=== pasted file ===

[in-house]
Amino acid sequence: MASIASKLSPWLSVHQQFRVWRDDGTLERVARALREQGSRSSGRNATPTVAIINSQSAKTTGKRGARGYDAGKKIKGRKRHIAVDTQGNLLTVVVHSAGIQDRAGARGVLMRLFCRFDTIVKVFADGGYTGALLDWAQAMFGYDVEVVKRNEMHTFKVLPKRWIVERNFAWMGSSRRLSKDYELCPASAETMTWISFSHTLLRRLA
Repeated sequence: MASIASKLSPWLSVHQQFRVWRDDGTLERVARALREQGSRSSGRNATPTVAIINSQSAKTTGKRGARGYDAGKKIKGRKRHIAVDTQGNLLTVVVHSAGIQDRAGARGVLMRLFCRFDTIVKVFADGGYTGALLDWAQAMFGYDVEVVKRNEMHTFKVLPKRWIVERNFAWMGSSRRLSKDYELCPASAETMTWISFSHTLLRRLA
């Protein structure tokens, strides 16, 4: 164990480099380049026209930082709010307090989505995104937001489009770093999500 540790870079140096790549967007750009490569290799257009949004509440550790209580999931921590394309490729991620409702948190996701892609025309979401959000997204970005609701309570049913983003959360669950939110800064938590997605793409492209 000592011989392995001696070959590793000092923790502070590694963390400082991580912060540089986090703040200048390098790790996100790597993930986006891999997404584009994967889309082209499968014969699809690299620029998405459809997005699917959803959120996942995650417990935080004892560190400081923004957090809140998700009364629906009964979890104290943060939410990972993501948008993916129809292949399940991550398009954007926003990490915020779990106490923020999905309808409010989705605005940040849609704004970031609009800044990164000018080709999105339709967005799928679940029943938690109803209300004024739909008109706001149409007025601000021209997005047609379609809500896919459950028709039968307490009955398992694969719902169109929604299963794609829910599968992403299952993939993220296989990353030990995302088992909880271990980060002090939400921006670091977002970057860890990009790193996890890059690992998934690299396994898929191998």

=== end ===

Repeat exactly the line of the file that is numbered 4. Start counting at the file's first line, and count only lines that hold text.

């Protein structure tokens, strides 16, 4: 164990480099380049026209930082709010307090989505995104937001489009770093999500 540790870079140096790549967007750009490569290799257009949004509440550790209580999931921590394309490729991620409702948190996701892609025309979401959000997204970005609701309570049913983003959360669950939110800064938590997605793409492209 000592011989392995001696070959590793000092923790502070590694963390400082991580912060540089986090703040200048390098790790996100790597993930986006891999997404584009994967889309082209499968014969699809690299620029998405459809997005699917959803959120996942995650417990935080004892560190400081923004957090809140998700009364629906009964979890104290943060939410990972993501948008993916129809292949399940991550398009954007926003990490915020779990106490923020999905309808409010989705605005940040849609704004970031609009800044990164000018080709999105339709967005799928679940029943938690109803209300004024739909008109706001149409007025601000021209997005047609379609809500896919459950028709039968307490009955398992694969719902169109929604299963794609829910599968992403299952993939993220296989990353030990995302088992909880271990980060002090939400921006670091977002970057860890990009790193996890890059690992998934690299396994898929191998």